Emerson Exchange 365

Improving Oil and Gas Exploration Performance

Emerson's Peter Wang


We often discuss aspects of the production side of the upstream oil & gas business, but less so with the exploration side. In December of last year, Emerson completed the acquisition of Paradigm. An array of software tools enables oil & gas producers to gain deeper insight into the subsurface, reduce uncertainty and support responsible asset management.

Emerson’s Peter Wang is a very active voice in the geophysical part of this industry. He recapped his 2017 public activities in a great LinkedIn post, 2017 Personal Year in Review – Talking about Geophysics. Let me recap a few items from some of his blog posts and invite you to subscribe to the blog.

In a post, The Robots Have Come to Seismic Interpretation, Peter describes the machine learning in applications such as Google Photos that can recognize the content within a picture and return the pictures in search results. This same machine learning technology has come to seismic interpretation software such as Paradigm Rock Type Classification. He notes how our brains have dimensional (3D) limitations. Machine learning:

…has no such limitations. Why not unleash neural networks on a prestack gather, and let them try to learn from all of the richness in that dataset, as well as from well control, in order to try to classify a volume of data which would otherwise be untouchable without simplification?

Why don’t we let machine learning classify our prestack seismic, just like they classify my Google Photos?

In another post, The (Color) Bar Has Been Raised – Interpreters Need an Upgraded Toolkit Now, Peter explains what is meant by RGB and HSV blending, and why they are important:

RGB refers to the red-green-blue color map, and HSV to the hue-saturation-value color map.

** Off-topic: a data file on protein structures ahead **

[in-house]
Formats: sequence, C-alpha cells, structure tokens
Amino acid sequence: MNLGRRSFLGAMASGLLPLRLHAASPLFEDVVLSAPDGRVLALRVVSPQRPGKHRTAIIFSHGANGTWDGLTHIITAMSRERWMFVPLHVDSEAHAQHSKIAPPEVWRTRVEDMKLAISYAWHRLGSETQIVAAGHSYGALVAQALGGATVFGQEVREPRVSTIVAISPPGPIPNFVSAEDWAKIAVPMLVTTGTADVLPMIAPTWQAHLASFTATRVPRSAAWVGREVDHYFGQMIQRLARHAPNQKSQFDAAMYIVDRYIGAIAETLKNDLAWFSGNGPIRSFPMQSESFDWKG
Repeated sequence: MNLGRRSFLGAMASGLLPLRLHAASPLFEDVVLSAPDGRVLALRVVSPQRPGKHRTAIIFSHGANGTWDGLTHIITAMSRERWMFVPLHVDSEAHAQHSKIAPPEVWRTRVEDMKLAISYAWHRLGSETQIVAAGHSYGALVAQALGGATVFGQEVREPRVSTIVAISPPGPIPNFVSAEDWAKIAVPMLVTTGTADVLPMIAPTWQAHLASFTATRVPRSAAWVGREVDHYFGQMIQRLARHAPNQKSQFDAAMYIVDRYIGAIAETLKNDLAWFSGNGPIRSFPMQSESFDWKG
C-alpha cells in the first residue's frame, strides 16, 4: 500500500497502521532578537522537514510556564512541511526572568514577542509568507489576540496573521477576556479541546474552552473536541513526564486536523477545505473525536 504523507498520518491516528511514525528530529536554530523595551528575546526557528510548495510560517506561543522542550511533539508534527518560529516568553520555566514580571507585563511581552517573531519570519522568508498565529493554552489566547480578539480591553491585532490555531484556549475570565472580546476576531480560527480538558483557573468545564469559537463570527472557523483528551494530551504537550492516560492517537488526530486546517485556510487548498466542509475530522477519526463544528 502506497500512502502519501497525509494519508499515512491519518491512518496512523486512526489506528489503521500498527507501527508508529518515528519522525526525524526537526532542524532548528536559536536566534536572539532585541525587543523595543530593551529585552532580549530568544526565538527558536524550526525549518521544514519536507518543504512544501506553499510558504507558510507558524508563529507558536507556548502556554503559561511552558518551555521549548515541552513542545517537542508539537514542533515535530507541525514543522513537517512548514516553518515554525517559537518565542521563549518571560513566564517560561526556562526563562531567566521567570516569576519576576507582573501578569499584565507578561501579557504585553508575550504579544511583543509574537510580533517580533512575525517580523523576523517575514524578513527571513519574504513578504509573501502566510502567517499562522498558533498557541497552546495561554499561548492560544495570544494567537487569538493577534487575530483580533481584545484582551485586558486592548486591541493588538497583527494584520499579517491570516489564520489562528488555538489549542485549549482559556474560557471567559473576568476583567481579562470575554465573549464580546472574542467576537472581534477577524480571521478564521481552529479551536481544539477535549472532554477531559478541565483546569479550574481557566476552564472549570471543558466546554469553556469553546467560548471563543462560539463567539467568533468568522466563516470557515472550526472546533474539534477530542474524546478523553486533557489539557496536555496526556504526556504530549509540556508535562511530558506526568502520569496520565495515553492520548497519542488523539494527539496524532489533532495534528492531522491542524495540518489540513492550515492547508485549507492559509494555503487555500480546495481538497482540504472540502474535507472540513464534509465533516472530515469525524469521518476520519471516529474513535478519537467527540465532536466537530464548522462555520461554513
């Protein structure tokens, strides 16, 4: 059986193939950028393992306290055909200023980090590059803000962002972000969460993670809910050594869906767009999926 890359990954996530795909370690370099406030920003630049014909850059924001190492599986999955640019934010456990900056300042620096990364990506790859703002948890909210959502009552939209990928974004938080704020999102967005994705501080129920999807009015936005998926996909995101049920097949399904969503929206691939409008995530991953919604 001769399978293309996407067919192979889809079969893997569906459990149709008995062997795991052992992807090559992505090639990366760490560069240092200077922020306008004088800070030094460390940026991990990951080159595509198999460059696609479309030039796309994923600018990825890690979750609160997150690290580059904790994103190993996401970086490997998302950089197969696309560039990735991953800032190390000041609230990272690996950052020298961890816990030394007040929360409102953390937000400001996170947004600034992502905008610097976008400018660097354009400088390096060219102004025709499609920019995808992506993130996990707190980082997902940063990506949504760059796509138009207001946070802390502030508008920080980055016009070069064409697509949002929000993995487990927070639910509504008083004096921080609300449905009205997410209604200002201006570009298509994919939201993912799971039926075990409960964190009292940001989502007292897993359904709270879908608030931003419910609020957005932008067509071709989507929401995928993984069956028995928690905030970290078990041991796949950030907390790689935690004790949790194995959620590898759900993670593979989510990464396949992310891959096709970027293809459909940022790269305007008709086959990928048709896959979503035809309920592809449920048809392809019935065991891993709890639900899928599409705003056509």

We can use these color maps to blend up to three seismic attributes at a time. It is important to remember that blending technology can be applied to 2D or 3D seismic volumes, or 2D grids (maps). It is also possible to use subtraction or multiplication of any two attributes as another blending technique.

He notes that many different displays are possible, limited only by the interpreter’s imagination. Examples include:

  • Low, middle and high frequency band outputs from Spectral Decomposition, used to visualize stratigraphic features (RGB or HSV).
  • Three seismic cubes, with -1, 0, and +1 vertical sample shifts, used to visualize stratigraphic features. The shifts do not have to be ±1, other values may be used (RGB or HSV).
  • AVO intercept and gradient (subtract or multiply).
  • P-Impedance, Vp/Vs Ratio or Poisson’s Ratio (subtract or multiply).
  • There are several different curvature attributes, the three most common being Most Negative, Most Positive Curvature and Curvedness. These are helpful when predicting fractures, making them useful for shale exploration
  • Coherence Cube is always a good attribute for edge detection, and it works well as the “V” channel of HSV, with “H” and “S” choices left to the interpreter.

Read the post to see many examples of these visualizations. Visit Emerson’s Paradigm site to learn more about the technologies and solutions to help oil & gas producers achieve greater performance in capital investments and operational efficiency within new and established reservoirs.

You can also connect and interact with other oil and gas exploration and production industry experts in the Oil & Gas group in the Emerson Exchange 365 community.

The post Improving Oil and Gas Exploration Performance appeared first on the Emerson Automation Experts blog.